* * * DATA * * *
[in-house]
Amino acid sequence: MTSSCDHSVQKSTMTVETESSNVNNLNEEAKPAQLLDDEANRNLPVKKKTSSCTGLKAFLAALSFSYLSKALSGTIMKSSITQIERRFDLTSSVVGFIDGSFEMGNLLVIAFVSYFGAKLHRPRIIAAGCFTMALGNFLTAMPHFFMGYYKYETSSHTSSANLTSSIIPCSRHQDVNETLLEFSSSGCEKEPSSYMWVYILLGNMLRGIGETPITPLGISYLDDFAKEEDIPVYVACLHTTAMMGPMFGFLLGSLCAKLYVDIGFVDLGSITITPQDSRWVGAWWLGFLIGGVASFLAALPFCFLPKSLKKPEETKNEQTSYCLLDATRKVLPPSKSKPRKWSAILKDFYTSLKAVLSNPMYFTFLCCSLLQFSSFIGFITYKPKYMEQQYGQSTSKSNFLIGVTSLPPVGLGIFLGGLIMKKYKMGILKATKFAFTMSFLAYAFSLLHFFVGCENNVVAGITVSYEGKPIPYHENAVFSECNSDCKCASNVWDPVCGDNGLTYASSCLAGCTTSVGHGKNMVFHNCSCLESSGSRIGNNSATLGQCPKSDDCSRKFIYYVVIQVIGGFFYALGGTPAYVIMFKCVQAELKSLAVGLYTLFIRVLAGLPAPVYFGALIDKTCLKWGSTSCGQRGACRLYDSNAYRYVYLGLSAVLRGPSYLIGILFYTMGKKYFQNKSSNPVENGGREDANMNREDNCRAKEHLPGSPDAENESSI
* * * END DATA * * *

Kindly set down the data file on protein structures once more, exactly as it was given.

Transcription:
[in-house]
Amino acid sequence: MTSSCDHSVQKSTMTVETESSNVNNLNEEAKPAQLLDDEANRNLPVKKKTSSCTGLKAFLAALSFSYLSKALSGTIMKSSITQIERRFDLTSSVVGFIDGSFEMGNLLVIAFVSYFGAKLHRPRIIAAGCFTMALGNFLTAMPHFFMGYYKYETSSHTSSANLTSSIIPCSRHQDVNETLLEFSSSGCEKEPSSYMWVYILLGNMLRGIGETPITPLGISYLDDFAKEEDIPVYVACLHTTAMMGPMFGFLLGSLCAKLYVDIGFVDLGSITITPQDSRWVGAWWLGFLIGGVASFLAALPFCFLPKSLKKPEETKNEQTSYCLLDATRKVLPPSKSKPRKWSAILKDFYTSLKAVLSNPMYFTFLCCSLLQFSSFIGFITYKPKYMEQQYGQSTSKSNFLIGVTSLPPVGLGIFLGGLIMKKYKMGILKATKFAFTMSFLAYAFSLLHFFVGCENNVVAGITVSYEGKPIPYHENAVFSECNSDCKCASNVWDPVCGDNGLTYASSCLAGCTTSVGHGKNMVFHNCSCLESSGSRIGNNSATLGQCPKSDDCSRKFIYYVVIQVIGGFFYALGGTPAYVIMFKCVQAELKSLAVGLYTLFIRVLAGLPAPVYFGALIDKTCLKWGSTSCGQRGACRLYDSNAYRYVYLGLSAVLRGPSYLIGILFYTMGKKYFQNKSSNPVENGGREDANMNREDNCRAKEHLPGSPDAENESSI